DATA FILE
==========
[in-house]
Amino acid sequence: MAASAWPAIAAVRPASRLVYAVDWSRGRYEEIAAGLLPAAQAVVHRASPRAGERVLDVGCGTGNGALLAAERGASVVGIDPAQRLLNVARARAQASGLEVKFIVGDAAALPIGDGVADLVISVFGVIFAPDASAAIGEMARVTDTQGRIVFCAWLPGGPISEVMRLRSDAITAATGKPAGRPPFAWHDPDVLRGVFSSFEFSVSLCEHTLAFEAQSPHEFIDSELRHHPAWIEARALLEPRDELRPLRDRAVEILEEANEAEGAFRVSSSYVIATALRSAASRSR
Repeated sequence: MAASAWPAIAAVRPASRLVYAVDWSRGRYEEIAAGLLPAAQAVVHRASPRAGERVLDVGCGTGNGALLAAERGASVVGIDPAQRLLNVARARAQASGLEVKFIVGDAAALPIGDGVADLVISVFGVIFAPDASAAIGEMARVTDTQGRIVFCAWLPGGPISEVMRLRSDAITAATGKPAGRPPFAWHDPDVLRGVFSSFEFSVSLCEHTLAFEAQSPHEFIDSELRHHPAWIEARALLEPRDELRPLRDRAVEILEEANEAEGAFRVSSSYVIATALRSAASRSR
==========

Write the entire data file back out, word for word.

[in-house]
Amino acid sequence: MAASAWPAIAAVRPASRLVYAVDWSRGRYEEIAAGLLPAAQAVVHRASPRAGERVLDVGCGTGNGALLAAERGASVVGIDPAQRLLNVARARAQASGLEVKFIVGDAAALPIGDGVADLVISVFGVIFAPDASAAIGEMARVTDTQGRIVFCAWLPGGPISEVMRLRSDAITAATGKPAGRPPFAWHDPDVLRGVFSSFEFSVSLCEHTLAFEAQSPHEFIDSELRHHPAWIEARALLEPRDELRPLRDRAVEILEEANEAEGAFRVSSSYVIATALRSAASRSR
Repeated sequence: MAASAWPAIAAVRPASRLVYAVDWSRGRYEEIAAGLLPAAQAVVHRASPRAGERVLDVGCGTGNGALLAAERGASVVGIDPAQRLLNVARARAQASGLEVKFIVGDAAALPIGDGVADLVISVFGVIFAPDASAAIGEMARVTDTQGRIVFCAWLPGGPISEVMRLRSDAITAATGKPAGRPPFAWHDPDVLRGVFSSFEFSVSLCEHTLAFEAQSPHEFIDSELRHHPAWIEARALLEPRDELRPLRDRAVEILEEANEAEGAFRVSSSYVIATALRSAASRSR